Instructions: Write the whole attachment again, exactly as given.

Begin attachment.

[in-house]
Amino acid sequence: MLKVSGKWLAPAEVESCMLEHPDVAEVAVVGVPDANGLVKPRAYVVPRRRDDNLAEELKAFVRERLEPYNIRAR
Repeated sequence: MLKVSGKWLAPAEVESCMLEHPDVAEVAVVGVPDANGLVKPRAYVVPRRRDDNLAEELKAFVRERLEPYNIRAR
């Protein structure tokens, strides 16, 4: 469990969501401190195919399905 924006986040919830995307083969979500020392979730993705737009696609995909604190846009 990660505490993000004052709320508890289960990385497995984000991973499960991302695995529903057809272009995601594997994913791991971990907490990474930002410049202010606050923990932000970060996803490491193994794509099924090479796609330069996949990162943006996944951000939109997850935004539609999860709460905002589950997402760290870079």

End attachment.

[in-house]
Amino acid sequence: MLKVSGKWLAPAEVESCMLEHPDVAEVAVVGVPDANGLVKPRAYVVPRRRDDNLAEELKAFVRERLEPYNIRAR
Repeated sequence: MLKVSGKWLAPAEVESCMLEHPDVAEVAVVGVPDANGLVKPRAYVVPRRRDDNLAEELKAFVRERLEPYNIRAR
């Protein structure tokens, strides 16, 4: 469990969501401190195919399905 924006986040919830995307083969979500020392979730993705737009696609995909604190846009 990660505490993000004052709320508890289960990385497995984000991973499960991302695995529903057809272009995601594997994913791991971990907490990474930002410049202010606050923990932000970060996803490491193994794509099924090479796609330069996949990162943006996944951000939109997850935004539609999860709460905002589950997402760290870079």